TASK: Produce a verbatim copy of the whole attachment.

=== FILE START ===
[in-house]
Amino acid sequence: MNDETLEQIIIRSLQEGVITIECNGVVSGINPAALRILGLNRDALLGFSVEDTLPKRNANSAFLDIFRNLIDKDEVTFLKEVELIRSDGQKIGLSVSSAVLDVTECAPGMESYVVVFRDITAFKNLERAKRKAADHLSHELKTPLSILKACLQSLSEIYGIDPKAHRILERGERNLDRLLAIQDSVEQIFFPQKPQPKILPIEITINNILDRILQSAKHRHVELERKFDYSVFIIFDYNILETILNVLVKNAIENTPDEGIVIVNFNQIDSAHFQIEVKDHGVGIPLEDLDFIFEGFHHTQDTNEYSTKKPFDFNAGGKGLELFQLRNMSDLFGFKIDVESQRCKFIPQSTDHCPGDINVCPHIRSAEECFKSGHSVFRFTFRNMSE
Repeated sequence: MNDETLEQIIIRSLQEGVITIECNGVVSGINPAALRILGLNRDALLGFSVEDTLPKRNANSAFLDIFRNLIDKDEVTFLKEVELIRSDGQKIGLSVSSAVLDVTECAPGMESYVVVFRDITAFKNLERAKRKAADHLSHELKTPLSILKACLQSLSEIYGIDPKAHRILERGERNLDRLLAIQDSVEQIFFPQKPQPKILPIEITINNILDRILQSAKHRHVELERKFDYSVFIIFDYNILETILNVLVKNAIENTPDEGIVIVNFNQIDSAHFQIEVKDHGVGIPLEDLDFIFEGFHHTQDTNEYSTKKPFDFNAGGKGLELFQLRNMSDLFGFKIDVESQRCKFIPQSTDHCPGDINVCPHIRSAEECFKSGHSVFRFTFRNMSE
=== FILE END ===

[in-house]
Amino acid sequence: MNDETLEQIIIRSLQEGVITIECNGVVSGINPAALRILGLNRDALLGFSVEDTLPKRNANSAFLDIFRNLIDKDEVTFLKEVELIRSDGQKIGLSVSSAVLDVTECAPGMESYVVVFRDITAFKNLERAKRKAADHLSHELKTPLSILKACLQSLSEIYGIDPKAHRILERGERNLDRLLAIQDSVEQIFFPQKPQPKILPIEITINNILDRILQSAKHRHVELERKFDYSVFIIFDYNILETILNVLVKNAIENTPDEGIVIVNFNQIDSAHFQIEVKDHGVGIPLEDLDFIFEGFHHTQDTNEYSTKKPFDFNAGGKGLELFQLRNMSDLFGFKIDVESQRCKFIPQSTDHCPGDINVCPHIRSAEECFKSGHSVFRFTFRNMSE
Repeated sequence: MNDETLEQIIIRSLQEGVITIECNGVVSGINPAALRILGLNRDALLGFSVEDTLPKRNANSAFLDIFRNLIDKDEVTFLKEVELIRSDGQKIGLSVSSAVLDVTECAPGMESYVVVFRDITAFKNLERAKRKAADHLSHELKTPLSILKACLQSLSEIYGIDPKAHRILERGERNLDRLLAIQDSVEQIFFPQKPQPKILPIEITINNILDRILQSAKHRHVELERKFDYSVFIIFDYNILETILNVLVKNAIENTPDEGIVIVNFNQIDSAHFQIEVKDHGVGIPLEDLDFIFEGFHHTQDTNEYSTKKPFDFNAGGKGLELFQLRNMSDLFGFKIDVESQRCKFIPQSTDHCPGDINVCPHIRSAEECFKSGHSVFRFTFRNMSE